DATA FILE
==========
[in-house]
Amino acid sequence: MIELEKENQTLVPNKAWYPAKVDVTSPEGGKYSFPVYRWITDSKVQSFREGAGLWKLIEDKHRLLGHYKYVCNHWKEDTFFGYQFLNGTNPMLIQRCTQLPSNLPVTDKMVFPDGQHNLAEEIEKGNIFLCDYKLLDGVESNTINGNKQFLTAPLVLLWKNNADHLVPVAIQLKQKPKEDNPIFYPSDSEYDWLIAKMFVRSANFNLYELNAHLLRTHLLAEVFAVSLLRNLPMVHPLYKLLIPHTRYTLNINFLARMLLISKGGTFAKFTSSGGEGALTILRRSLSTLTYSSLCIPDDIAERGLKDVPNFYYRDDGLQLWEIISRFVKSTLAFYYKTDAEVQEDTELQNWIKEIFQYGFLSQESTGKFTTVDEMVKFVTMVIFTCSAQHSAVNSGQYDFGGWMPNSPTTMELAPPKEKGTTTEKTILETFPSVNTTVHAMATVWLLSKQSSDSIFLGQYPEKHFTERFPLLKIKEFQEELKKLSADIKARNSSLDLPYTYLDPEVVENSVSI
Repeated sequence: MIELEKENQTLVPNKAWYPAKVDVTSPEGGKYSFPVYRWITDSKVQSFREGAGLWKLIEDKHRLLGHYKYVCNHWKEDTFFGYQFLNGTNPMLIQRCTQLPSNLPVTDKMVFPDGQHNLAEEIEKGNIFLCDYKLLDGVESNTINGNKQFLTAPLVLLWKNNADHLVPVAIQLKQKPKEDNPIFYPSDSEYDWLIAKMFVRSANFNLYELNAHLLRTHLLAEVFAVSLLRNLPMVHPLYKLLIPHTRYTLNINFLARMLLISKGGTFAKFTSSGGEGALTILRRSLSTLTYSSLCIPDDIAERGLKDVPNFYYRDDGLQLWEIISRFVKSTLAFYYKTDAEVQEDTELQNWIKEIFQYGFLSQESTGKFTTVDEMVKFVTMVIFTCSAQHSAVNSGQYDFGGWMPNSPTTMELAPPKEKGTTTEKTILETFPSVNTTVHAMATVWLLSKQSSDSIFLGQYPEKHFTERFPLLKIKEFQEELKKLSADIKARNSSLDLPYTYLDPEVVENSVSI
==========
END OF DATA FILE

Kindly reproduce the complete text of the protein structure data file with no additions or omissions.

[in-house]
Amino acid sequence: MIELEKENQTLVPNKAWYPAKVDVTSPEGGKYSFPVYRWITDSKVQSFREGAGLWKLIEDKHRLLGHYKYVCNHWKEDTFFGYQFLNGTNPMLIQRCTQLPSNLPVTDKMVFPDGQHNLAEEIEKGNIFLCDYKLLDGVESNTINGNKQFLTAPLVLLWKNNADHLVPVAIQLKQKPKEDNPIFYPSDSEYDWLIAKMFVRSANFNLYELNAHLLRTHLLAEVFAVSLLRNLPMVHPLYKLLIPHTRYTLNINFLARMLLISKGGTFAKFTSSGGEGALTILRRSLSTLTYSSLCIPDDIAERGLKDVPNFYYRDDGLQLWEIISRFVKSTLAFYYKTDAEVQEDTELQNWIKEIFQYGFLSQESTGKFTTVDEMVKFVTMVIFTCSAQHSAVNSGQYDFGGWMPNSPTTMELAPPKEKGTTTEKTILETFPSVNTTVHAMATVWLLSKQSSDSIFLGQYPEKHFTERFPLLKIKEFQEELKKLSADIKARNSSLDLPYTYLDPEVVENSVSI
Repeated sequence: MIELEKENQTLVPNKAWYPAKVDVTSPEGGKYSFPVYRWITDSKVQSFREGAGLWKLIEDKHRLLGHYKYVCNHWKEDTFFGYQFLNGTNPMLIQRCTQLPSNLPVTDKMVFPDGQHNLAEEIEKGNIFLCDYKLLDGVESNTINGNKQFLTAPLVLLWKNNADHLVPVAIQLKQKPKEDNPIFYPSDSEYDWLIAKMFVRSANFNLYELNAHLLRTHLLAEVFAVSLLRNLPMVHPLYKLLIPHTRYTLNINFLARMLLISKGGTFAKFTSSGGEGALTILRRSLSTLTYSSLCIPDDIAERGLKDVPNFYYRDDGLQLWEIISRFVKSTLAFYYKTDAEVQEDTELQNWIKEIFQYGFLSQESTGKFTTVDEMVKFVTMVIFTCSAQHSAVNSGQYDFGGWMPNSPTTMELAPPKEKGTTTEKTILETFPSVNTTVHAMATVWLLSKQSSDSIFLGQYPEKHFTERFPLLKIKEFQEELKKLSADIKARNSSLDLPYTYLDPEVVENSVSI